# Max length of a path in a connected graph

Let $k$ be the maximum length of a path in a connected graph $G$. If $P, Q$ are paths of length $k$ in $G$, prove that $P$ and $Q$ have a common vertex.

My solution:

Suppose that $P$ and $Q$ are vertex disjoint. Let $P = (u_1, u_2,...,u_k)$ and $Q = (v_1, v_2,...,v_k)$. Let $S = (u_i = w_1, w_2,...,w_l = v_j)$ be the shortest path form a vertex in $P$ to a vertex in $Q$. This path exists because $G$ is connected. $w_2, w_3,...,w_{l-1}$ are not vertices in $P$ and $Q$ since $S$ is the shortest path. Assume that $i, j >= k/2$. The path $u_1, u_2,..., u_i, w_2,..., w_{l-1}, u_j, u_{j-1},..., u_1$ has length at least $i + j + 1 >= k + 1$. And therefore a contradiction.

Is this correct?

Your proof is very close, but it is not valid to assume that $i,j\geq k/2$ because they may not be. Instead, we will change where the path starts and ends depending on whether or not this is true. If $i<k/2$, start the path at $u_k$, but if $i\geq k/2$ start the path at $u_1$. Similarly, if $j\leq k/2$ end the path at $v_k$, but if $j>k/2$ end the path at $v_1$. Then the path is (segment in $P$), $S$, (segment in $Q$). Now we have arrived at your contradiction of constructing a longer path.
Firstly, the idea behind assuming $i,j\ge k/2$ is valid (reverse the path if necessary) but you should give some explanation.
Secondly, the path $S$ might consist of a single edge and no extra vertices. Then your path $$u_1,\ldots,u_i,v_j,\ldots,v_1$$ (note typo in your post) might have just $k$ vertices, which is not a contradiction.
However, there is another mistake here: a path of length $k$ has $k$ edges, not $k$ vertices, so your path $P$ should actually be $u_1,u_2,\ldots,u_{k+1}$, or even better $$u_0,u_1,\ldots,u_k\ .$$ Now you can choose your $u_i$ to be at least halfway along the path (counting edges not vertices) and so you can assume $i\ge k/2$. Doing the same for the other path, you now consider $$u_0,\ldots,u_i,\ldots,v_j,\ldots,v_0\ ,$$ where the middle set of dots may or may not contain any vertices $w_n$. How many vertices (at least) does path this have? And therefore how many edges?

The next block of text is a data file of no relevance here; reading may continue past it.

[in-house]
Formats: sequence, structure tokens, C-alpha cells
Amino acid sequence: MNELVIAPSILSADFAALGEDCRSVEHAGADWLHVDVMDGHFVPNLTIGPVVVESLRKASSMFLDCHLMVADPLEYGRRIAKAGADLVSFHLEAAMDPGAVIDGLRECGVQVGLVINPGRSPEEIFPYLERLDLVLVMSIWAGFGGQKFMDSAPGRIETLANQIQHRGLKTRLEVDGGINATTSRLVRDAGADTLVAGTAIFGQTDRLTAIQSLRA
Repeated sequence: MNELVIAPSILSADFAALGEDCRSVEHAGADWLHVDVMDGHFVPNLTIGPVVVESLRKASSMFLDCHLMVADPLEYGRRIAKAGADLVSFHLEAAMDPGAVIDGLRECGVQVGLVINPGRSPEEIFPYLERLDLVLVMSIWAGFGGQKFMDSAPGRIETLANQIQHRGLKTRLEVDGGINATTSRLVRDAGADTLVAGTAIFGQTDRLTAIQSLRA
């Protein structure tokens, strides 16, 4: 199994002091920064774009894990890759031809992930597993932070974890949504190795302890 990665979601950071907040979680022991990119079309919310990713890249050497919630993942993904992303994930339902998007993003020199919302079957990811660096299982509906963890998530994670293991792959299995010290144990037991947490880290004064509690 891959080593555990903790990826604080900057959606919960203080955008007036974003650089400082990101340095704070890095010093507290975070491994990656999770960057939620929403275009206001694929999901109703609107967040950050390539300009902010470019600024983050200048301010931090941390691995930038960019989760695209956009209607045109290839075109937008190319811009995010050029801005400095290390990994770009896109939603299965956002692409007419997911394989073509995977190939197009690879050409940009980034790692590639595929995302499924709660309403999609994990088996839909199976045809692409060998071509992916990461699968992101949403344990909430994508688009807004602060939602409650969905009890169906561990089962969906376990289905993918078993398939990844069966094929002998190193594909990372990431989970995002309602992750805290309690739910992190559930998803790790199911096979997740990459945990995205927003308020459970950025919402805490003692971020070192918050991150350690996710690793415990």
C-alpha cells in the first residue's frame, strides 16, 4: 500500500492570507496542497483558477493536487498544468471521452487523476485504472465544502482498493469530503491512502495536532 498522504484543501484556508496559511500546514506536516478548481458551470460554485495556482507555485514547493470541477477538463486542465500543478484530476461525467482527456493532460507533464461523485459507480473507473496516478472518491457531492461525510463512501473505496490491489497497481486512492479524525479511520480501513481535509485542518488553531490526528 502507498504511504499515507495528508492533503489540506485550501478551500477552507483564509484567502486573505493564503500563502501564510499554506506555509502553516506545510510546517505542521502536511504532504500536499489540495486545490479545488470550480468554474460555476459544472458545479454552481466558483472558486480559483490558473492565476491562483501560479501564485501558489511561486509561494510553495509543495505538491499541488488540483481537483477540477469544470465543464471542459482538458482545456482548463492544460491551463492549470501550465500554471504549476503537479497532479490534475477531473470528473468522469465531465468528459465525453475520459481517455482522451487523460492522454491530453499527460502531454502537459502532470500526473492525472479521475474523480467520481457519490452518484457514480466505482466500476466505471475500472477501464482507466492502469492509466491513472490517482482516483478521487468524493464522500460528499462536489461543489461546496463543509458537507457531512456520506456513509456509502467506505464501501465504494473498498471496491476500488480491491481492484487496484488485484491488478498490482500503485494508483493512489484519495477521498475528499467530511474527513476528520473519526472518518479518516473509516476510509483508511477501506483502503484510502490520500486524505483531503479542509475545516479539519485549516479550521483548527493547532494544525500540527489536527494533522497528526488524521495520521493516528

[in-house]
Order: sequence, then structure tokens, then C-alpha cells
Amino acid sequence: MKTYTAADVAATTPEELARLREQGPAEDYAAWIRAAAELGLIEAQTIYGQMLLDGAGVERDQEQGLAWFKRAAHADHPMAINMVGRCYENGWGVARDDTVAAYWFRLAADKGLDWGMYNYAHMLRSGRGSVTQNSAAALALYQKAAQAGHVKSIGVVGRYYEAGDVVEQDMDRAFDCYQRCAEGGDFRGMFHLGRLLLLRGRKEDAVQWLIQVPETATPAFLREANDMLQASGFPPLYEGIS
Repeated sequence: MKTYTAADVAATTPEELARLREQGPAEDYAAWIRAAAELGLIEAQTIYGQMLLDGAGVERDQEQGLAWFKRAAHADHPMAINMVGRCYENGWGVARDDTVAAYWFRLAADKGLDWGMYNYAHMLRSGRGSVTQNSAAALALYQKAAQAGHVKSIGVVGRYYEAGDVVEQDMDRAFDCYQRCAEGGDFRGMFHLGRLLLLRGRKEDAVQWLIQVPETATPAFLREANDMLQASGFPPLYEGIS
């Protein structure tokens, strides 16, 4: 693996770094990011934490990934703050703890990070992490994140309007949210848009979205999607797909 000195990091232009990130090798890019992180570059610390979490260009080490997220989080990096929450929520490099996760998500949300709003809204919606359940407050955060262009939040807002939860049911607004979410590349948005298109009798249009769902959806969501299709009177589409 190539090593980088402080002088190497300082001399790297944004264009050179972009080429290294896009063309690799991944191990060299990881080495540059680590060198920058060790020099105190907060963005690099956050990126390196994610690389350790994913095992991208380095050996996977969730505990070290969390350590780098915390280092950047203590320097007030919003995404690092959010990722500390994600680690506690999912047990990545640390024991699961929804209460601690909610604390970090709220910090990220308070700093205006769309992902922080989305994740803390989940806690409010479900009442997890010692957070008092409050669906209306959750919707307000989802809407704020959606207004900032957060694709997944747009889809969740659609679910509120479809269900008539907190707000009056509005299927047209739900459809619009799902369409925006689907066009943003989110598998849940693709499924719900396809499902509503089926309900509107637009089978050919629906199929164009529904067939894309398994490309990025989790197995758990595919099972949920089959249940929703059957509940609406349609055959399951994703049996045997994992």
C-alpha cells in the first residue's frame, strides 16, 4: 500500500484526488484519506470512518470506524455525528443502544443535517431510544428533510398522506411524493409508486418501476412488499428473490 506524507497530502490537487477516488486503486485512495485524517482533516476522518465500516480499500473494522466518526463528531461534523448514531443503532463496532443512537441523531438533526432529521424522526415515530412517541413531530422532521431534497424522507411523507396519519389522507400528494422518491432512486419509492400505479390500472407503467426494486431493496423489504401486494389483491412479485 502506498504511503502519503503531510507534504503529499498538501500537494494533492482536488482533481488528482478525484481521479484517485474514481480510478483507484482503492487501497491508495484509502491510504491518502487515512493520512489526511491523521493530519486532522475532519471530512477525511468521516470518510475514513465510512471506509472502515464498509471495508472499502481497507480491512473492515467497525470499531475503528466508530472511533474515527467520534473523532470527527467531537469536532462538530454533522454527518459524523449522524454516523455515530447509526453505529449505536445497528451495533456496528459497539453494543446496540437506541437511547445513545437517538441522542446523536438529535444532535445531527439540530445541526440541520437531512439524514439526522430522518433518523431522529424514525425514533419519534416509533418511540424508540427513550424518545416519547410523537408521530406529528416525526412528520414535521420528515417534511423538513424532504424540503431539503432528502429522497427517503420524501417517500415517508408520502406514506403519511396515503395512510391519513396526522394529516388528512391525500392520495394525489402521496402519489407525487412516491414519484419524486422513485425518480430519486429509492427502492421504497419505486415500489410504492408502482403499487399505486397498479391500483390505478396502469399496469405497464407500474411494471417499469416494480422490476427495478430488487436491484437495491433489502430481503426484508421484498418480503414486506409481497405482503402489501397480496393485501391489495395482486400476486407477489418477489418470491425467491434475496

Assume that $V(P) \cap V(Q)= \emptyset$ where $P$ and $Q$ are two longest paths with length $k$. Since $G$ is connected we know that there exists a path of length at least $1$ from a vertex of $P$ to a vertex of $Q$. Also, this paths endpoints are not the endpoints of $P$ or $Q$ otherwise we can extend our longest paths which contradicts our choice of $P$ and $Q$ as longest paths. This implies that the path from $P$ to $Q$ has endpoints that are internal vertices of $P$ and $Q$. This path from $P$ to $Q$ partitions both $P$ and $Q$ into line segments where one line segment has length at least $k\over 2$. Select both line segments whose length is at least $k\over 2$ along with the path from $P$ to $Q$ whose length is at least $1$ and we have a path whose length exceeds $k$ which is a contradiction. Thus two longest paths in a connected graph share at least one common vertex.